Light Teacher Resources

Find Light educational ideas and activities

Showing 1 - 20 of 10,051 resources
Nineteen word problems dealing with frequency, speed, reflection, and refraction of light are provided here. Empower your physics masters to manipulate equations for computing angles, focal lengths, image heights, and more! This is a neatly formatted and user-friendly set of practice problems that you will want to add to your homework choices.
This is a stellar overview of everything light and quantum! There are 30 multiple choice questions, none of them requiring any mathematical computation. There are a few diagrams to analyze: light rays striking reflective and refractive materials, spectral lines, and more. You can use this comprehensive set of conceptual questions as an exam. 
One of the inventions that has greatly impacted the world is Thomas Edison's light bulb. From his incandescent bulb, to today's LED bulbs, illuminate middle schoolers with the way they convert electricity into light and heat. Handouts include reading passages, worksheets, and lab procedures for building a flashlight. This is a straightforward and well-rounded exploration of light.
Students investigate the electromagnetic spectrum, focusing on visible light. They are introduced to the idea that all light travels as waves, and that wavelength defines the various regions of the electromagnetic spectrum.
Light is such a fascinating subject. This lesson plan does a great job of illuminating the mysteries of light for your young scientists. A series of demonstrations which are explained in the plan should help your charges to understand how light travels in waves, how white light is a combination of all colors, and how different materials are opaque, translucent, or transparent to light. Very good!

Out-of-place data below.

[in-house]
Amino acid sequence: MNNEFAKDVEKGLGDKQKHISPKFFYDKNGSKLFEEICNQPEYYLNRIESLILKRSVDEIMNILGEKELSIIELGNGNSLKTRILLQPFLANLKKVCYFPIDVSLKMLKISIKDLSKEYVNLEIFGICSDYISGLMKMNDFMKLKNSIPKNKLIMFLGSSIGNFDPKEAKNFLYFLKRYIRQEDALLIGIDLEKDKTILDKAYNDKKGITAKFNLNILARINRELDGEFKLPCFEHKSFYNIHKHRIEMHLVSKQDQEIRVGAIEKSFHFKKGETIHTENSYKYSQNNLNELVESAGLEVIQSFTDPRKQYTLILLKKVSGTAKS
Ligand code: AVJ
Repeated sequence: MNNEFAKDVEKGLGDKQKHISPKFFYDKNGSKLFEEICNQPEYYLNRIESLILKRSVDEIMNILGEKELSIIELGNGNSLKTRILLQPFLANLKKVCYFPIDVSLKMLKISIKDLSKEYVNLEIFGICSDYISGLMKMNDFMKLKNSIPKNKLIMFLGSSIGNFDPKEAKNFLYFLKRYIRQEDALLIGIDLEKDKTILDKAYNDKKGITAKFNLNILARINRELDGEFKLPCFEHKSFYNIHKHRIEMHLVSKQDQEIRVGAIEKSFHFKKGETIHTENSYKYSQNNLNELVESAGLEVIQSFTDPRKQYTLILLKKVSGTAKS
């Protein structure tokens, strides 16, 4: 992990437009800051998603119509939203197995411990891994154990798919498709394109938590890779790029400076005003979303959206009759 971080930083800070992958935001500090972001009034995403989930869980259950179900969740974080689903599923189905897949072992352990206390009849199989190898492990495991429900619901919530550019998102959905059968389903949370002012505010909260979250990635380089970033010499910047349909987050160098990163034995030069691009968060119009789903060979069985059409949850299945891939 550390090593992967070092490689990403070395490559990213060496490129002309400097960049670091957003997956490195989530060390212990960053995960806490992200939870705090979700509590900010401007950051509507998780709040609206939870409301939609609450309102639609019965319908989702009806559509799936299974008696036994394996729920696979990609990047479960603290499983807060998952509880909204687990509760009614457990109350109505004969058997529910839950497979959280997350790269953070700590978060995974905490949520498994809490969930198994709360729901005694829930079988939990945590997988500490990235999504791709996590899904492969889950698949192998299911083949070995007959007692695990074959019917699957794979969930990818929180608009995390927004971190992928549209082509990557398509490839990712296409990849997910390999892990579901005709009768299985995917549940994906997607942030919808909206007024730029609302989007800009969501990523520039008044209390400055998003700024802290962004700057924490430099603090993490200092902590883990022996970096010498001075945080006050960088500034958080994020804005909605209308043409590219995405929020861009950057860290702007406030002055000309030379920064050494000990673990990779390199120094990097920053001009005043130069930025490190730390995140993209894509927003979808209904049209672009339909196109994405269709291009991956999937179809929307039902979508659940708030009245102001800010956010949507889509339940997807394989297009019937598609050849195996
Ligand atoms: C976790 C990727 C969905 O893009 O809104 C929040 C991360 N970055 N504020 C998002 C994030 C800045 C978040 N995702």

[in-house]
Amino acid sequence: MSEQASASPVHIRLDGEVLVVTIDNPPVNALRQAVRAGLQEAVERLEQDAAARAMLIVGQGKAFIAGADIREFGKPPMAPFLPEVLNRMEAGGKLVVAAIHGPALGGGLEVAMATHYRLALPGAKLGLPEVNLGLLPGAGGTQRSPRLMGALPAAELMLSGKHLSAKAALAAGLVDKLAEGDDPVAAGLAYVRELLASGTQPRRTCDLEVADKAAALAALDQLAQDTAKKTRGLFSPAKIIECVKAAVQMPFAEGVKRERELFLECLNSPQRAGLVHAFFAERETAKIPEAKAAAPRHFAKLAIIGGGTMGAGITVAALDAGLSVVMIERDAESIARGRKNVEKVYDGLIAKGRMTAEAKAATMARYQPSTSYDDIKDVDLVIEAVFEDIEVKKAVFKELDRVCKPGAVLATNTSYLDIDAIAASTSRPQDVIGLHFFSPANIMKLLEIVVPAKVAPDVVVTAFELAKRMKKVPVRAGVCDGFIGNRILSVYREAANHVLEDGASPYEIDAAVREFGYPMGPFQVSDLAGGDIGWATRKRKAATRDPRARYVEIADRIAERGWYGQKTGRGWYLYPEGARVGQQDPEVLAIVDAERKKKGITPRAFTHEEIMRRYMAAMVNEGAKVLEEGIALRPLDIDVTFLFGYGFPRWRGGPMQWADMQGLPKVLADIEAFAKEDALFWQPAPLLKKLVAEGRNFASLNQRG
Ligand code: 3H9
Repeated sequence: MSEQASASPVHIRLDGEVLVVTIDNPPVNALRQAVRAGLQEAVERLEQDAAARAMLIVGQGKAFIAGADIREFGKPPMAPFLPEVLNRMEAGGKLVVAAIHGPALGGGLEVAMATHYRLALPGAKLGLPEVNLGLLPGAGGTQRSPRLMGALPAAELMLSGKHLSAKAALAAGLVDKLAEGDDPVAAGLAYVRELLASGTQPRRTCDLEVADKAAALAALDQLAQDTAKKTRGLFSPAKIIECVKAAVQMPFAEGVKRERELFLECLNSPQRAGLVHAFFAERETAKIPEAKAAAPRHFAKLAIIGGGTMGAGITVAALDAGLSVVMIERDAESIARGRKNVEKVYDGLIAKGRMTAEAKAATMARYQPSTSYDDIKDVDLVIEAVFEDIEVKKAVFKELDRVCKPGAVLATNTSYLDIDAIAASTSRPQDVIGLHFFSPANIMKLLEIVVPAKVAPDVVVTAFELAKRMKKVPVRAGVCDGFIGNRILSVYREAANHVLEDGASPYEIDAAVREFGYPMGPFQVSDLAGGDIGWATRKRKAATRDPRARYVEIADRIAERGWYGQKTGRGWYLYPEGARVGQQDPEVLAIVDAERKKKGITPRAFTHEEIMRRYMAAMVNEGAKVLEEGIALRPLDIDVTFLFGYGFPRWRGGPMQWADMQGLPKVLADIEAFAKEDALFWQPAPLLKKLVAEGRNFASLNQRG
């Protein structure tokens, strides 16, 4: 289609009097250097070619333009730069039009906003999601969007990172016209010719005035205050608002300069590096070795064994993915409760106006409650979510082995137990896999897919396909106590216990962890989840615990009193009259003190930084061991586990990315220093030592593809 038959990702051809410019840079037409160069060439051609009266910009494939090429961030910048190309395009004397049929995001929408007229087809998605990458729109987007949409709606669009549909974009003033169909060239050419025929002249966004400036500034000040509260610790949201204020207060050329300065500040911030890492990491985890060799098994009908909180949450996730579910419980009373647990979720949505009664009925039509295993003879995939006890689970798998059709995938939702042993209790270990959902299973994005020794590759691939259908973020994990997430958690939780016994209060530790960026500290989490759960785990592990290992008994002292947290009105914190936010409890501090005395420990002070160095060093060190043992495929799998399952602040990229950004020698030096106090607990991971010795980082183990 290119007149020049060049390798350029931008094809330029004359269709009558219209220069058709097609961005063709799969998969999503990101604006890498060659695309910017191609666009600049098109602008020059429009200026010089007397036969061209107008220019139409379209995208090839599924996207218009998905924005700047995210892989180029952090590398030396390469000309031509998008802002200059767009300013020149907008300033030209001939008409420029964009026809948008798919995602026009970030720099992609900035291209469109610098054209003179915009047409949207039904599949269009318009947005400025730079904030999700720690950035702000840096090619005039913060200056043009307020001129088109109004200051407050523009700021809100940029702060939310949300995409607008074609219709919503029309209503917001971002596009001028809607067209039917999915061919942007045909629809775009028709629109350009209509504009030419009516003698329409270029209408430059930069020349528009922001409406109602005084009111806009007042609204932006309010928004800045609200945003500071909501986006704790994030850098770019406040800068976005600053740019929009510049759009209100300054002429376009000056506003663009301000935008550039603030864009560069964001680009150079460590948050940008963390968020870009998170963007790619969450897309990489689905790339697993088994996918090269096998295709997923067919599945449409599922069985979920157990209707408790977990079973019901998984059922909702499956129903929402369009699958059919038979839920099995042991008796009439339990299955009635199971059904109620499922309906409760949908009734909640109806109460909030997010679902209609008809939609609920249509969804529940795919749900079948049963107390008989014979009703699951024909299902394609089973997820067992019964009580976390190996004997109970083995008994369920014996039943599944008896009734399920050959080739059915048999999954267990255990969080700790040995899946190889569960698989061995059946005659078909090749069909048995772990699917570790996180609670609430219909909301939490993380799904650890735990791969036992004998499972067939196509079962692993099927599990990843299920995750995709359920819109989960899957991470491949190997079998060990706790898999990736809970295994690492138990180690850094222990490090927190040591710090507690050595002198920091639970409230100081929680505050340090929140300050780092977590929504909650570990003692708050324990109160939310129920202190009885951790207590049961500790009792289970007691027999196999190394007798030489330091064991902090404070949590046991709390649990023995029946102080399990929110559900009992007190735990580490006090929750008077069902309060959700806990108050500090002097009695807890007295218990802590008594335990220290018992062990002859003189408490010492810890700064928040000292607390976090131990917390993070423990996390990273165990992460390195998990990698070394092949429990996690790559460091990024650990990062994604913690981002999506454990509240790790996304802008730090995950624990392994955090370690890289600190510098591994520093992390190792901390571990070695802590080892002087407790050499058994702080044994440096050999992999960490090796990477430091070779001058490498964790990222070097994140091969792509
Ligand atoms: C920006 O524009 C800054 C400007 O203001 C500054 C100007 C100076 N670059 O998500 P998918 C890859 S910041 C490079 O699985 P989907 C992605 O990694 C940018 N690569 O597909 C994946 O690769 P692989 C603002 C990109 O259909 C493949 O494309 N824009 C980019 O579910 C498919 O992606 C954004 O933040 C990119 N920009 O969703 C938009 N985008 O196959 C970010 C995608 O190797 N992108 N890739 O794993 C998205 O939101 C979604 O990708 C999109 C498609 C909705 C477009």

Fifth graders sit in their seats with the lights on and then the teacher turns off the lights. After their eyes have adjusted, they vote on what colors of construction paper are being held up. The lights are then turned back on and students discuss what their eyes perceived.
Students calculate how expensive it is to use fluorescent lights.  In this lights lesson, students get a worksheet with cost per hour to run a fluorescent. Students set up a equation to calculate the the cost of running one fluorescent and then multiply by the number in the school.
Students create a device that will rotate a mirror and reflect light to a lens or light absorber, based on how a DLP chip functions. This lesson includes background information, three web resources for both students and teacher and lab questions aimed at enhancing the lab experience.
Students explore the impact of inventions on society, specifically Edison and the light bulb. In this technology lesson, students use online resources and listen to a story about Edison to develop an understanding of how the light bulb was invented. Students discuss how inventions help society. Students construct an example of the light bulb by using the provided worksheet.
Third graders experiment with coins and water to explore light rays.  In this light and water lesson, 3rd graders work in pairs to observe what happens with a coin in water or how it appears based on the density of the water. Students complete an experiment with light, water and a pencil.